Roseate Hotels: Set to become the new luxury benchmark in Indian hospitality

Ankur Bhatia talks passionately about his latest product, Roseate Hotels and Resorts, perhaps the newest Indian Hotel chain brand to enter the Indian and International market. With a portfolio of 4 operational properties, 2 in the UK and 2 in New Delhi, the brand aims to strengthen and operate within a niche of its own targeting well-heeled guests who have an appreciation for design, art and the best in service.

Could you share with our readers, the concept behind the brand?


As Bird Hospitality, we had four hotels, two in the UK and one in Delhi, which was called the Dusit Devarana and one almost ready to open at Aerocity. The whole intention was that the hotels which we own and operate have a similarity, similar service styles, a certain association to art with a lot of personalized details in terms of the whole curation of guests staying with us and the F&B offerings. Since the Aerocity, which is the largest property in our portfolio, was set to launch, we thought this would be an opportune time for us to also launch our own brand.

The Roseate is a part of the Bird Group. Regarding the name, we had a lot of options on the table and chose the Roseate which is a type of a bird and is also linked to something which is rose coloured. Since the existing Delhi property had quite a few elements of rose,  we decided on this.

Roseate Hotels and Resorts has two sub-brands, The Roseate, which are out of the city, more resort-like experiences. These are The Roseate, New Delhi and The Forbury Roseate which is in Reading, UK. Then we have the Roseate House, which is the Aerocity property in Delhi and The Royal Park in Central London. We have got them onto one common sales platform which is the ‘’ as our selling site. We will be representing the hotels as Roseate Hotels and Resorts across various media and advertising.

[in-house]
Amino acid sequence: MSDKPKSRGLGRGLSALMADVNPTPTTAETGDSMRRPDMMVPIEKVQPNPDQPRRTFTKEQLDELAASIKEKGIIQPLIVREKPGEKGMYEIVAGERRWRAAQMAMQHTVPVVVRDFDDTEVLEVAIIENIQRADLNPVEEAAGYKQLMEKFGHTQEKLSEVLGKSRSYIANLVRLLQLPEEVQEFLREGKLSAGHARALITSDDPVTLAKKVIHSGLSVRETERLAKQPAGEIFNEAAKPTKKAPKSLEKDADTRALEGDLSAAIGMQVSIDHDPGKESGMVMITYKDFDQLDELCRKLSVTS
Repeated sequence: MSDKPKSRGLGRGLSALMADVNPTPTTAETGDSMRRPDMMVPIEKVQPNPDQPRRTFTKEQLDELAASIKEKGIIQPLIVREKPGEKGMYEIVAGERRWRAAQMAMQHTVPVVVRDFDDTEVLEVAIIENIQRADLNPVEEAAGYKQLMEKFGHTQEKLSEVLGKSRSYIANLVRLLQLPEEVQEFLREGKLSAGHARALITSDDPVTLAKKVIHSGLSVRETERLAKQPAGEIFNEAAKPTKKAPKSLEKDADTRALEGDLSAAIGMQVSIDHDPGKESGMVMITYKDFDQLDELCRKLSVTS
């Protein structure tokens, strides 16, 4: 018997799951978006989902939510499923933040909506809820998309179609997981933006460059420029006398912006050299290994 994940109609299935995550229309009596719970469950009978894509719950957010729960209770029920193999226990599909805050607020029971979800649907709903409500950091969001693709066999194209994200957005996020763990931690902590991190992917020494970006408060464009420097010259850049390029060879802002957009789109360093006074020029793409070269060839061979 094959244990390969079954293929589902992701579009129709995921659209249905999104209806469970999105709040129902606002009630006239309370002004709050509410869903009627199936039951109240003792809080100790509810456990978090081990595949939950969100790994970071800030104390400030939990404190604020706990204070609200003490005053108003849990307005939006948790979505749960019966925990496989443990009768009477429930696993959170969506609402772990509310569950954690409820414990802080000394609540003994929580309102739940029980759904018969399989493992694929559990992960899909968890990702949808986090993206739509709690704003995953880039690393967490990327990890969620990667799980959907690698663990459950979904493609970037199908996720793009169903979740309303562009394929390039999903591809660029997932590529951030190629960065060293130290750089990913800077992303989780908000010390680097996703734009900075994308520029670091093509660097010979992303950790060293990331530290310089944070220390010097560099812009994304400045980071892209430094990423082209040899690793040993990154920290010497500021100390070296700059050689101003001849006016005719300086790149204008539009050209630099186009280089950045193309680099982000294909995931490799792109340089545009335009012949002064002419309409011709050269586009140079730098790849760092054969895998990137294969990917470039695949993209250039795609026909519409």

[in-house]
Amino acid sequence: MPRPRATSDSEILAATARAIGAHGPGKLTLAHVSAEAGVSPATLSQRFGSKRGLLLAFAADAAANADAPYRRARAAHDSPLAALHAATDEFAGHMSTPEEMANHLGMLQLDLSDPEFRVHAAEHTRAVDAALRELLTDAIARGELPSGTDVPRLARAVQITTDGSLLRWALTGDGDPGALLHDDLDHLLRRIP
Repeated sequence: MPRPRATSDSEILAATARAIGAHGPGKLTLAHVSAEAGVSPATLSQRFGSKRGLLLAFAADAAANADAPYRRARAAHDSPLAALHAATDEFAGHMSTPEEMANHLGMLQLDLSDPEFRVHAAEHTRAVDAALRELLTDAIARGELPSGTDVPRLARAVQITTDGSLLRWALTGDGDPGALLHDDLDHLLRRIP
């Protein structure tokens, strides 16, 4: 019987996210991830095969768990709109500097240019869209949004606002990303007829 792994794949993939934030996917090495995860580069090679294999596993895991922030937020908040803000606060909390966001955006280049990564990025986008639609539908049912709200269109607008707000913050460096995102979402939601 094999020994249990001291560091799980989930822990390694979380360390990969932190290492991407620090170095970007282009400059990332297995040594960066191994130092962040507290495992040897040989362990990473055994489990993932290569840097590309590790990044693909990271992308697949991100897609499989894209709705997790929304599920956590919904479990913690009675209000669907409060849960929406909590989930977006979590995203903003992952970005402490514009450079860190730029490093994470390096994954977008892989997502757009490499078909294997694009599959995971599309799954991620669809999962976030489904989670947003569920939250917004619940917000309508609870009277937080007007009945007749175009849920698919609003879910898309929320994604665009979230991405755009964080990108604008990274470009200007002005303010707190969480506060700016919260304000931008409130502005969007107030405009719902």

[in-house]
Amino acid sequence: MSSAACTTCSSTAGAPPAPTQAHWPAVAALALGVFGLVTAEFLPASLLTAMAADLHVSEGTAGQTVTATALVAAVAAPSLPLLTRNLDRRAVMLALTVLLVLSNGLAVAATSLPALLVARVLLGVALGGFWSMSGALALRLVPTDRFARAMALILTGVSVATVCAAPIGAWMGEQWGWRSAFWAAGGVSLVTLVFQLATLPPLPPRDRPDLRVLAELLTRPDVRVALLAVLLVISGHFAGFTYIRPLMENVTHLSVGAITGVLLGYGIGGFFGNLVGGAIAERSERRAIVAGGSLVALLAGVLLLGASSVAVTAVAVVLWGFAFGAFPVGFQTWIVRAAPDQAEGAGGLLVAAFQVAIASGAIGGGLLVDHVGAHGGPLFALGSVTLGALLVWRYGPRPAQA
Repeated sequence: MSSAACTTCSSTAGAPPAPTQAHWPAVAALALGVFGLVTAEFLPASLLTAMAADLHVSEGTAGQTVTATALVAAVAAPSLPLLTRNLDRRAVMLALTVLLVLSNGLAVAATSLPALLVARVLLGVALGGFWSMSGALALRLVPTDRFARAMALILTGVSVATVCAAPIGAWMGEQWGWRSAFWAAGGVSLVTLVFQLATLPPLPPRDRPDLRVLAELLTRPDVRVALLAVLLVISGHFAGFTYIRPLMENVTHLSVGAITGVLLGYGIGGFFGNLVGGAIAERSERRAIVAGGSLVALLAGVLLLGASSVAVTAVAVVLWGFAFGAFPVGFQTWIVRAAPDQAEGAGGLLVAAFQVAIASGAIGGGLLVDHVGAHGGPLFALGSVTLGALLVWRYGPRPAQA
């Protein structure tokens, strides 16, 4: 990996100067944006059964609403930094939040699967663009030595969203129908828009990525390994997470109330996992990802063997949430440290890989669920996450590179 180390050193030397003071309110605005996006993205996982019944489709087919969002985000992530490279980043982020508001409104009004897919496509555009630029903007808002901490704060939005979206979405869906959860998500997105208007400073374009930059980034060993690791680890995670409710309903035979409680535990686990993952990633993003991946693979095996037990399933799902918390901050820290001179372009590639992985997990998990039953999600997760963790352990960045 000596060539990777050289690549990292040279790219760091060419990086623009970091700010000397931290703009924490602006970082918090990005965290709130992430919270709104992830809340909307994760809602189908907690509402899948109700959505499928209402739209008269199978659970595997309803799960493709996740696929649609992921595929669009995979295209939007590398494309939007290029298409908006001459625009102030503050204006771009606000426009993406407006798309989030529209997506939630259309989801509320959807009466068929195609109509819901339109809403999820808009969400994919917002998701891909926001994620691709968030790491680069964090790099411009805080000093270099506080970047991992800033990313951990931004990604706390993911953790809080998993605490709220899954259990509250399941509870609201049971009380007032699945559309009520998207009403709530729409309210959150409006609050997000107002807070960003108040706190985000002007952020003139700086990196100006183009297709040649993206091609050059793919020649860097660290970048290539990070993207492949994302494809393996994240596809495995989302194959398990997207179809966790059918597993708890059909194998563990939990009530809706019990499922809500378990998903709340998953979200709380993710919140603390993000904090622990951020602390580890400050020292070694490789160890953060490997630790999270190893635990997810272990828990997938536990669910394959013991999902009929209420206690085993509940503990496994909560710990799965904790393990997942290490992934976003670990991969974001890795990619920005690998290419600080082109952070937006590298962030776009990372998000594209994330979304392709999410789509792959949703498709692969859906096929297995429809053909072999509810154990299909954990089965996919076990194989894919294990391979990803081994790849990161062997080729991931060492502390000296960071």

The intentional is create something which as a luxury boutique experience does not exist currently in the country. The detailing is more centred around the experience of the guests and about how we can do something different from what other hotels usually do. The guest experience is personalized and is an ongoing process which we intend to keep building upon. 

Could you elaborate on the personalized experience? 

This is more individualized. It is more about people coming into any of our hotels and concentrating on them. We do a bit of a research on our guests. For instance, if someone has a taste for wines or is interested in a wellness experience then we will create a journey around that. If someone is just coming in for a night, then ensuring that the room is comfortable. Everything is available in terms of charging gadgets and other such things. There is something new we are working on for the Aerocity Hotel which is not yet branded. It is an experience of sharing work spaces. This isn’t seen often in hotels. Guests we feel may not like to work in their rooms but also work in common spaces. Another exclusive experience to Roseate House Aerocity is a 70-seater theatre. We are the only hotel in the country to have this! Most people coming to India had heard about Bollywood. We have everyday between 6pm to 9pm, a screening of a Bollywood movie for in-house guests with subtitles. It is also a multi-purpose space which works out well.